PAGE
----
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Volume xviii, Issue 20 ~ May 20 to May 26, 2010

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Wanted: Local Food for Gov’s Barbeque

Team up now to serve Maryland’s Best

Goat cheese and sweet potato risotto finished with vanilla honey. Pan seared rockfish with grilled yellow tomato vinaigrette and Silver Queen corn relish. A blueberry tart with Firefly goat cheese and lemon curd.

Are your taste buds on high alert?

These scrumptious dishes — and 53 others — all use local ingredients. They were chosen as the best of Maryland’s bounty and served at last year’s Buy Local Cook Out at the Government House in Annapolis.

Now this year’s cookout is just around the corner.

If you are a Maryland grower, producer or preparer — and you think you’ve got some of the best — Gov. Martin O’Malley wants to know about it. In celebration of the 2010 Buy Local Challenge Week (July 17-25), the governor is inviting teams paring a chef and farmer, producer or waterman to submit original recipes using local ingredients. The best of the submitted recipes will be featured at this years cook-out on Thursday, July 15.

“We are very excited to feature local chefs, farmers and products at the cook-out,” O’Malley said.

You don’t have to be a professional chef to qualify. Just ask students Katie Burroughs and Edward Bowen. The Calvert County teenagers’ barbeque pulled pork and cole slaw was picked as one of the best recipes last year.

Recipes are chosen in six categories: Appetizer; Main dish; Side dish or salad; Dessert; Beverage; and table decorations (centerpieces for café tables).

Send your entry before June 1 to: Maryland’s Best Bounty Cook Out Recipe, Maryland Department of Agriculture, 50 Harry S Truman Parkway, Annapolis, MD 21401. Or email to [email protected]

During the Buy Local Challenge Week, all Marylanders are asked to eat at least one local product every day of the week. That shouldn’t be a challenge in July when farmers’ markets and roadside stands overflow with fresh, seasonal food.

“When we purchase and eat fresh, local products, we are putting our families first by providing strong nutrition, keeping jobs in the local economy and preserving open space by keeping farmers on the land,” said O’Malley. “Buying locally moves us toward a smart, green and growing future for all Marylanders.”

Learn more:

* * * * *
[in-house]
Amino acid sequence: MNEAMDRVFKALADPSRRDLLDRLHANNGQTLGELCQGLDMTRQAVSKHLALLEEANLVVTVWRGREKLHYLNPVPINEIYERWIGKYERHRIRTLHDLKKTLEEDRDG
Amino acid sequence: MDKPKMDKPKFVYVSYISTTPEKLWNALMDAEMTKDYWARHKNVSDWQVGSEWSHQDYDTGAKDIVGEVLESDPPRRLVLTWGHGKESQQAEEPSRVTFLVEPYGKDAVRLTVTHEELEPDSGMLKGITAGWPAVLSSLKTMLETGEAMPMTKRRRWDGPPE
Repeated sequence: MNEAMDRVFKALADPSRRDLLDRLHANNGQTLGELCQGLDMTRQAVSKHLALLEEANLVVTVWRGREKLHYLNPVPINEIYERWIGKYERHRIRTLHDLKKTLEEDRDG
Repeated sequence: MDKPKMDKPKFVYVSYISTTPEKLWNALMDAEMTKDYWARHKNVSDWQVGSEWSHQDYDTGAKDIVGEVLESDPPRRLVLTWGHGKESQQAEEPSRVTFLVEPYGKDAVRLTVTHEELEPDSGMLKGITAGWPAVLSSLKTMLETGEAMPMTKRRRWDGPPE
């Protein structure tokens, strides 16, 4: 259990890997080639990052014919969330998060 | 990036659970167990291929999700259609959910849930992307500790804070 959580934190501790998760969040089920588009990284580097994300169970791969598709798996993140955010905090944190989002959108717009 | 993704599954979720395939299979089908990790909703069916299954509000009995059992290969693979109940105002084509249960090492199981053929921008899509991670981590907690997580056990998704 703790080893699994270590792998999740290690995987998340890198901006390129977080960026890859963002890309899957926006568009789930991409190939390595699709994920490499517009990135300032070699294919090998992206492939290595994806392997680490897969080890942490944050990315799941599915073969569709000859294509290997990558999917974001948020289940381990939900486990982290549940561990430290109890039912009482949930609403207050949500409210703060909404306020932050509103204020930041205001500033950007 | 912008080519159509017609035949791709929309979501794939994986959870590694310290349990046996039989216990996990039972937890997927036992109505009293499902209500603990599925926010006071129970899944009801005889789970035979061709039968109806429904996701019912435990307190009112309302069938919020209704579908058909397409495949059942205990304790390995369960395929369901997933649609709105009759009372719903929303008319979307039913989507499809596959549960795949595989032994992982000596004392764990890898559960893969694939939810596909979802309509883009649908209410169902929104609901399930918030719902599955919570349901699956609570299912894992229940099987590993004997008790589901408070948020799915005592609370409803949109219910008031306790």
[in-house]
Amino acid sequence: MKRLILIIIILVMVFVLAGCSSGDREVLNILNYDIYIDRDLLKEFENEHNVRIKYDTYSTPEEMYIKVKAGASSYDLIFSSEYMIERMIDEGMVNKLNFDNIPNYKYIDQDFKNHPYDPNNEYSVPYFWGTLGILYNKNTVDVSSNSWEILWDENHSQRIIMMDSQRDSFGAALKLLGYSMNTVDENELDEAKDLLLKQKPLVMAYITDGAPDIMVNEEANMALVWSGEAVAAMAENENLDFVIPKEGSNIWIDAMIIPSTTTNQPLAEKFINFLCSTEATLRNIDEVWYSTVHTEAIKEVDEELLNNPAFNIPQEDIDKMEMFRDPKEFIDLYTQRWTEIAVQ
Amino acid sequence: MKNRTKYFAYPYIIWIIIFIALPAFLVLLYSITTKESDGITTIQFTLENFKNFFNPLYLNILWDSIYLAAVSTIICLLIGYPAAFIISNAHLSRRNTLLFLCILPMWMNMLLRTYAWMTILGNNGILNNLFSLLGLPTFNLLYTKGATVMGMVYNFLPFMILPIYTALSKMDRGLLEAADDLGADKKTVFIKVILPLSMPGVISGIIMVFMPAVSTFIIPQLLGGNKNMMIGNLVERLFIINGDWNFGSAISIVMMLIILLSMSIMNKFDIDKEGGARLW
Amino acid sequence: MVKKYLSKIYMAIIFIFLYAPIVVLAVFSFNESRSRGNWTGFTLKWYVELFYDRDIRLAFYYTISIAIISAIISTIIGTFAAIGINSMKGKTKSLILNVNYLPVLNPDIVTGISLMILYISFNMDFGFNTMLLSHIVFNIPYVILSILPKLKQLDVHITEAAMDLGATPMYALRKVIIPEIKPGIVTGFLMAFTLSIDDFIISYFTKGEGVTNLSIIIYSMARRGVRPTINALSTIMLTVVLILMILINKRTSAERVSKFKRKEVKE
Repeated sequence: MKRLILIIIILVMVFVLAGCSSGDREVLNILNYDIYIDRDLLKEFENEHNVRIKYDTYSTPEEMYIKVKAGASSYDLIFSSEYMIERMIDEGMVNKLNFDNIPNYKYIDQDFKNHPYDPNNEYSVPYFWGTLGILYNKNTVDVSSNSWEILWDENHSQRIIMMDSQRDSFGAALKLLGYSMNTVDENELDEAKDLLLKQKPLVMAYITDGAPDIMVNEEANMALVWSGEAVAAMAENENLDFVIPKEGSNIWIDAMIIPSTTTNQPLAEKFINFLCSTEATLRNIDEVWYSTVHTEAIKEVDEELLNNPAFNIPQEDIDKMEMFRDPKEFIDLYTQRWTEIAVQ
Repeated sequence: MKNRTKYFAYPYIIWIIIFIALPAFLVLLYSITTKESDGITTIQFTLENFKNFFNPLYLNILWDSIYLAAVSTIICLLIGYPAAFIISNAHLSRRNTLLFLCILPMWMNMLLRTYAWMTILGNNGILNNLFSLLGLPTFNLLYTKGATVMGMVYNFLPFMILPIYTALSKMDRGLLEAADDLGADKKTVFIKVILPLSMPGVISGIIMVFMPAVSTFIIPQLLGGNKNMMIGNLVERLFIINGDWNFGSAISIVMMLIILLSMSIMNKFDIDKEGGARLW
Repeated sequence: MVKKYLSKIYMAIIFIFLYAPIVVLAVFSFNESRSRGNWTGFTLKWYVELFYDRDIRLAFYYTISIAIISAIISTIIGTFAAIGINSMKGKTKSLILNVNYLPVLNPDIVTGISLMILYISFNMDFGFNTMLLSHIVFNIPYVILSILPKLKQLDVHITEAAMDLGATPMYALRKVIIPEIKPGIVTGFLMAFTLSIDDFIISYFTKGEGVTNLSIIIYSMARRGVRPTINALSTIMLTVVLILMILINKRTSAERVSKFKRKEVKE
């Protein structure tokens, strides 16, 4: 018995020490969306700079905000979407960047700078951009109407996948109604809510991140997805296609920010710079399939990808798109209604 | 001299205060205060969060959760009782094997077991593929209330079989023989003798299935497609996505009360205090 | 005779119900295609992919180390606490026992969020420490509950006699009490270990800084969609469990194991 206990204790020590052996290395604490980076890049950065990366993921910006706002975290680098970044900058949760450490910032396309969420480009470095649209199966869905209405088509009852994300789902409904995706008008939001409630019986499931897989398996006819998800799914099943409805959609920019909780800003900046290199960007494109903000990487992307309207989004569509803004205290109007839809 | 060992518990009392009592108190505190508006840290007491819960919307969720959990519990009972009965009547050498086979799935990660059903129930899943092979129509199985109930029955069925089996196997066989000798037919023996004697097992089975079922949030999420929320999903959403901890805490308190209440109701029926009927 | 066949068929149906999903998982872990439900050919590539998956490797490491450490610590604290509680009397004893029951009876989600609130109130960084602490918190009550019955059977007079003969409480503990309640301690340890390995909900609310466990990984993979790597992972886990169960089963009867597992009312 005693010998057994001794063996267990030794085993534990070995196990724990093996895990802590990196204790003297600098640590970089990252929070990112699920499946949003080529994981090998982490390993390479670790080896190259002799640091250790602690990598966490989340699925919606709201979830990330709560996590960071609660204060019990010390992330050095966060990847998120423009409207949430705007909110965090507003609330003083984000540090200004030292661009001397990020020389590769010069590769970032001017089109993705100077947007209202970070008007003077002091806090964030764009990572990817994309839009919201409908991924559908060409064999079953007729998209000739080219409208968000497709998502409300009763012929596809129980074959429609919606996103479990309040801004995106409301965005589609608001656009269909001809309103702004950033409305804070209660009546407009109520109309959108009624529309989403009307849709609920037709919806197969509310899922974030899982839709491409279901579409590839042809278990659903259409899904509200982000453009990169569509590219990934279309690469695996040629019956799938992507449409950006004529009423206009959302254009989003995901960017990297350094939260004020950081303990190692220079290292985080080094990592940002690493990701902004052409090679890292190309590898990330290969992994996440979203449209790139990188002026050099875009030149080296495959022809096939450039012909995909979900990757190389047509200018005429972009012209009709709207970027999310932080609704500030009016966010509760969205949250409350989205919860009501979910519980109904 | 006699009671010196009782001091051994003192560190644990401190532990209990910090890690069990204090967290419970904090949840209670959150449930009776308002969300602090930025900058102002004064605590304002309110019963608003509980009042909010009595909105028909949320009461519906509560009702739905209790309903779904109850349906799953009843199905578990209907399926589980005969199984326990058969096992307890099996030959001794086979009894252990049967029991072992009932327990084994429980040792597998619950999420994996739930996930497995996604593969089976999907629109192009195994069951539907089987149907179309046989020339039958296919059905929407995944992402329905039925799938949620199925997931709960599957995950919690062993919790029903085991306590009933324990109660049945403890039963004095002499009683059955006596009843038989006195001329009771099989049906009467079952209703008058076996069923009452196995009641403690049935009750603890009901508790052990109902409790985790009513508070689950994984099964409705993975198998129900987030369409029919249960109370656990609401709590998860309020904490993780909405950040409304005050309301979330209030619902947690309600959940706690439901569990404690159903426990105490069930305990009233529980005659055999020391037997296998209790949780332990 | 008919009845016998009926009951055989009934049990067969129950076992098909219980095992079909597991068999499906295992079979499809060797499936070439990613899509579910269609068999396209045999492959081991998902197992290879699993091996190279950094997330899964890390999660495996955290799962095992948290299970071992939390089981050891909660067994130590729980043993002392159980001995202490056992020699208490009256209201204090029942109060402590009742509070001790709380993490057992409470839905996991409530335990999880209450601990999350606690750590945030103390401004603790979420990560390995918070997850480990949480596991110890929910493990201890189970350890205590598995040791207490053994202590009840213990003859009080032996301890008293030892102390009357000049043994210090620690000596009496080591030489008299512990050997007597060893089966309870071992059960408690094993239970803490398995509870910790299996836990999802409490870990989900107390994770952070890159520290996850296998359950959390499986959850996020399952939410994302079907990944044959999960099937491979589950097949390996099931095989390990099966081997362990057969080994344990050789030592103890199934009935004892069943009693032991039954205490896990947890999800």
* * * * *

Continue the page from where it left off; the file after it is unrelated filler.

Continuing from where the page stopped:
–Margaret Tearman

Hey, Hey, Hey, Get Out of My Way

The Blue Angels’ support plane, Fat Albert, has a few tricks up its wings

“The current temperature is about 65 degrees with clear skies. The wind is calm,” Captain Edward Jorge, aircraft commander, tells his crew as he starts the pre-flight brief just minutes before his plane, Fat Albert, starts the Blue Angels’ show.

The six-man crew hangs on to Eddie’s every word, digesting the information, with stone-cold focused faces and the occasional nod.

Wind speeds, coordinates and the course are detailed too rapidly for a civilian to catch, but speed puts Eddie and his crew in their element.

Fat Albert, a C-130 Transport, is the Blue Angels’ support plane. It carries crew, maintenance personnel and equipment for the shows. Not completely behind the scenes, Fat Albert has a few tricks up its wings, tricks shown off at the start of every Blue Angels’ show.

Fat Albert’s Tricks

“We give the aircraft as much power as possible, get up to about 130 miles per hour, then we’ll pull up at about a 45-degree angle at which point we reach 200 miles per hour,” Eddie says. “It’s more than six times the impact of a commercial flight, and it’s going to happen just like that.”

Eddie snaps his fingers.

The engines blare. As the plane lifts and the landing gear click up and away, passengers — sitting strapped tight on parallel benches in the back — hold tight to railings lining the plane’s sides.

Gravity kicks in and movements appear in slow motion. But people aren’t moving slowly on purpose; instead, their arms feel so heavy that lifting them is a challenge.

At 200 feet, the aircraft dips steeply back down, almost like a nose dive, and almost instantly the pressure inside the plane drops so that you go from feeling like you weigh twice what you do to weighing nothing at all.

At that moment, as the plane plummets toward the ground at a 45-degree angle, everything not strapped down floats.

Unbuckled crew grab onto a ladder strapped to the floor as their feet float to the ceiling. Objects slowly gravitate out of unclosed pockets and off the seats and floor.

An instant later, anything in midair crashes to the ground with the unstoppable force that makes everything feel twice its weight again. Fat Albert is going back up.